Duchenne Muscular Dystrophy: Ryan's Story
How to Diagnose Muscular Dystrophy
Muscular dystrophies are a variety of conditions characterized by progressive muscle weakness and wasting of muscles that control movement, but can also affect the heart. Muscular Dystrophy (MD) is diagnosed by physical exam, family medical history, and tests such as biopsy, blood work, DNA testing and EMG. MD is usually a genetic disease, but some varieties are not. While there are many types of this condition, the symptoms and diagnostic tests are often similar. One of the main differences is when the disease presents itself. For instance, Duchenne MD presents in childhood, while Becker MD can present anywhere from ages 2-25. If you think you or your child may have MD, schedule a visit to see your doctor.
Watching for Symptoms
Pay attention to frequent falls.Because muscular dystrophy affects the muscles, it can cause you to fall frequently. Similarly, it can cause difficulty with getting back up, or even just getting up out of bed.
- The Duchenne variety often begins in childhood. While most kids will take tumbles, note if your child is particularly clumsy, falling several times a day, for instance.
Also, watch for the "Gower's maneuver," where your child stands up by first facing the floor and placing their hands on it.Then, they lift their rear into the air and walk their hands up their legs.
Look for problems with movement.People with muscular dystrophy can have a waddling, penguin-like walk, for instance. You might also have trouble running or jumping.
- Kids may walk on their toes instead of on their heels. They may also stick out their stomachs and pull back their shoulders to help them stay upright.
- You might also have trouble going upstairs, playing sports, or lifting objects you should be able to lift.
Notice muscle pain and stiffness.This symptom can affect a person of any age. Basically, you'll have trouble moving with fluidity because your muscles are too stiff. Also, you may experience an achiness throughout your muscles.
- Kids may have issues lifting their arms above their heads.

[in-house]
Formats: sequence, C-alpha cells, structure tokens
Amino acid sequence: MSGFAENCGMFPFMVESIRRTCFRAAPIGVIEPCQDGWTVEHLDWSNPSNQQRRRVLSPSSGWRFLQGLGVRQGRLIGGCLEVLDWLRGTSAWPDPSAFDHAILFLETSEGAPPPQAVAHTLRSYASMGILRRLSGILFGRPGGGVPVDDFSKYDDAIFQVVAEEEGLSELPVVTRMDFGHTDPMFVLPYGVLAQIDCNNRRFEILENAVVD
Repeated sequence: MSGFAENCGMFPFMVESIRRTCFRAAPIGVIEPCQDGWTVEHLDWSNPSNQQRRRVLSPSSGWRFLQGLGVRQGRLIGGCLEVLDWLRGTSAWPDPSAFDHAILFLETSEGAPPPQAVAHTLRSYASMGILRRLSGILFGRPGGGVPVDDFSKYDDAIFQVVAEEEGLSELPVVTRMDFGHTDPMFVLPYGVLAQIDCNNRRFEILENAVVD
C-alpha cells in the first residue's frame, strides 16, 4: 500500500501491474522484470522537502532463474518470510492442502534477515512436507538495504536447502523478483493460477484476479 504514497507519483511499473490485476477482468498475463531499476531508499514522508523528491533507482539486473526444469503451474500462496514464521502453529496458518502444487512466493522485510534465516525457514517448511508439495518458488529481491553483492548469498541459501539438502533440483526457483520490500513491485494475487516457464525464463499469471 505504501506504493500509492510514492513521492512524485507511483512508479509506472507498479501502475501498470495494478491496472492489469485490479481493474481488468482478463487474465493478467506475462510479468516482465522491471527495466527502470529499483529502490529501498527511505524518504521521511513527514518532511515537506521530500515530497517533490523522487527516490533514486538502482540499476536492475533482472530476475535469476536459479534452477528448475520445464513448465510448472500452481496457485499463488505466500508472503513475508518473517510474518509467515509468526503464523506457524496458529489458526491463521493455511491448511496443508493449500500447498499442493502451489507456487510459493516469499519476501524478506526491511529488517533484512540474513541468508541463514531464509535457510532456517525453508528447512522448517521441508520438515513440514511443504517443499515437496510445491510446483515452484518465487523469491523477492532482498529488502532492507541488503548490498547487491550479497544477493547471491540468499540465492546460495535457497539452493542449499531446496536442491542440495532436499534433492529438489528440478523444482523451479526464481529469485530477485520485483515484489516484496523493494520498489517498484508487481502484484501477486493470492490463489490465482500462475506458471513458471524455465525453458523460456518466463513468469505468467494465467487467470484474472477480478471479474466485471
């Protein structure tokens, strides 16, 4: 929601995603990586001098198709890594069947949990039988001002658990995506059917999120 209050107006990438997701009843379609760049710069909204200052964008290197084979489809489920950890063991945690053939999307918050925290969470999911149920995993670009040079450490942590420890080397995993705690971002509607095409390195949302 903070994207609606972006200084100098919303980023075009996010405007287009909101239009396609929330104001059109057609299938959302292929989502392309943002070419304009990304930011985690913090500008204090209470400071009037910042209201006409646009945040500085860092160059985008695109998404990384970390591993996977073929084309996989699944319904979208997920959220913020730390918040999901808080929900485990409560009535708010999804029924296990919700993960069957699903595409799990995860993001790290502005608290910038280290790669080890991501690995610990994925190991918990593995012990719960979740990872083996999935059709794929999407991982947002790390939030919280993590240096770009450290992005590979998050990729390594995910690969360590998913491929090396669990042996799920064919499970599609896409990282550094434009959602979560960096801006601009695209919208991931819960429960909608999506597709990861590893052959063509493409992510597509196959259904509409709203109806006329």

Check for large calf muscles in kids.This symptom usually appears in toddlers. Often, the muscle actually contains a significant amount of scar tissue. However, from the outside, the calf muscles will just look abnormally large.
Look for learning problems in kids.Not every kid with MD will have learning problems. In fact, only about 1/3 will be affected. Those affected may have trouble focusing or have issues with memorizing and retaining information, such as having trouble remembering words.
- They may also have slow social development.
Visiting the Doctor
Schedule an appointment if you notice symptoms.Whether you notice symptoms in you or your child, see the doctor as soon as you can. It's also important to go if you notice a sudden increase in one issue, such as falling or clumsiness, as that could be an indicator of this condition.
- Make a list of symptoms to take with you. Note how frequently they happen. That way, you won't forget anything while at the doctor's office.
Discuss your family history with the doctor.Most forms of MD have a genetic component, so your doctor will want to know if it runs in your family. Talk to your doctor if any family members have had specific types of MD.
Be ready for a physical examination.Before doing anything else, the doctor is likely to check you over physically. They'll do things like listen to your heart and breathing, as well as take your blood pressure.
- The doctor may also ask you or your child to walk so they can check out you or your child's gait.